Antoine Lehurt

Why I use React Testing Library instead of Enzyme

Enzyme has been my weapon of choice since 2016 for testing my React components. What I liked the most with Enzyme was the isolation of the component when testing it using shallow rendering. I could focus on testing the component behaviour and checking that the correct props were passed down to the children (mostly using snapshot testing). That allowed me not to have to mock the children components, for instance for root components, and have tests that run quickly. So, I was only testing at the unit level, each component separately, and tested the big picture using Cypress (end to end testing).

It’s only when I started to use React 16.8 (“The One With Hooks”) that I looked at other testing libraries. The main reason was the non-possibility to test custom hooks with Enzyme and not being able to use shallow rendering. Which led me to be more curious with other solutions and to dig into react-testing-library finally.

Issues with Enzyme

When rendering a component using Enzyme, it wraps the component and allows us to traverse the tree and access the component’s data (instance, props, state, children, …) using a rich API. But, great power comes great responsibility and being able to access internal state of the component (.state(), .setState(), .instance()) often leads to test its implementation. I saw it many times when working on a React codebase, sometimes because it’s “easier and faster than having to reproduce the user steps”. For instance, in a component that has buttons I used to search for a Button component and call its onClick prop instead of having to mount and simulate the click on that element.


But, the test would break if we replace the Button with a component having similar functionalities or if we decide to move the button at a different index. It can get really complicated to work with this type of test, since every time you touch the implementation a test breaks. Which makes refactoring really painful. It’s not Enzyme faults per se, but giving access to the private properties to developers allow them to take shortcuts and test the implementation detail which results in brittle tests.

Different approach

React testing library has a different approach to testing than Enzyme. It’s closer to integration testing than unit testing. It renders the component and attaches it to the DOM. We only have access to the elements that are in the DOM. No internal state, no instance methods, just what the user can interact with. And that’s at the end the most important, we want to make sure that our code won’t break when it gets in the user’s hands. It helped me to rethink how and what I test when working on React components.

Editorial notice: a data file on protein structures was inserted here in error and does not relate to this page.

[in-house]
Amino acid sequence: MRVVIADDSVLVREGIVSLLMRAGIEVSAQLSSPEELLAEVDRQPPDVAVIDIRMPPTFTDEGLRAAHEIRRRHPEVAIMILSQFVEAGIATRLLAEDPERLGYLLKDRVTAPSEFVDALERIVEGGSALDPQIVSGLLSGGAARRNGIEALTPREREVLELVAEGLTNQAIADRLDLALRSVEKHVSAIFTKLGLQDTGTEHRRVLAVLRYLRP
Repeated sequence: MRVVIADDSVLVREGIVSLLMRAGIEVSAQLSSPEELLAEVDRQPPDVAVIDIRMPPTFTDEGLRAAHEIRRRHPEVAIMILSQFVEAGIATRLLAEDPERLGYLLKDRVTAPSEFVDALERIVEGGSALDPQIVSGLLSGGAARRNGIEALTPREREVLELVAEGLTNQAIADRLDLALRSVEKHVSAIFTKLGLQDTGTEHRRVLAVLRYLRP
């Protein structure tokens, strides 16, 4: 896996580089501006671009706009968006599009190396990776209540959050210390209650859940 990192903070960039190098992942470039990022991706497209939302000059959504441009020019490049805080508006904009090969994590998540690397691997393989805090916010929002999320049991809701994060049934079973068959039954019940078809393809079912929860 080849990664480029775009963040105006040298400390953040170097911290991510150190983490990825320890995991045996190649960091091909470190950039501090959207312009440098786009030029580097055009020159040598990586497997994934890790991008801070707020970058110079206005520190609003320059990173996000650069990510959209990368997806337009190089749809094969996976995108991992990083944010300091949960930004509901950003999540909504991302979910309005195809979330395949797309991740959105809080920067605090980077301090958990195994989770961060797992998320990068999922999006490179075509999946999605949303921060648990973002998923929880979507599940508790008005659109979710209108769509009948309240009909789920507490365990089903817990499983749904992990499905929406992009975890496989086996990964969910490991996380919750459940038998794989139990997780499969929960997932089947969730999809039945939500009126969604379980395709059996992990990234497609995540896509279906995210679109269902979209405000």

So far, it’s been a great experience:

  • I like that there is only one type of rendering, so I don’t need to think about it;
  • Tests are still fast to run. I was in the wrong impression that rendering the component on the DOM between each test would be more expensive;
  • The DOM utils are focused on accessibility (getByRole, getByAltText, etc);
  • I rely less on snapshot testing and test more individual elements (jest-dom is handy for that) so tests break less when I change an unrelated node element;
  • My test structure is very similar to what I used to do with Enzyme using a setup factory.

But, it also comes with some downside like having to mock children dependencies, for instance, if it fetches data on mount. So depending on the need, I might use jest.mock to mock a child component.

import { render } from '@testing-library/react';
import React from 'react';
import App from './App';
import SomeAppSection from './SomeAppSection';



const setup = (props = {}) => render(<App logout={jest.fn()} {...props} />);

it('renders SomeAppSection', () => {
  const logout = jest.fn();
  const { getByText } = setup({ logout });

  expect(SomeAppSection).toHaveBeenCalledWith({ logout }, {});

In this example, I don’t want to have to deal with SomeAppSection behaviour since it will require me to have too many things to mock or keep track of when the component will change in the future. So, I fall back to what I used to do with Enzyme by mocking it away.

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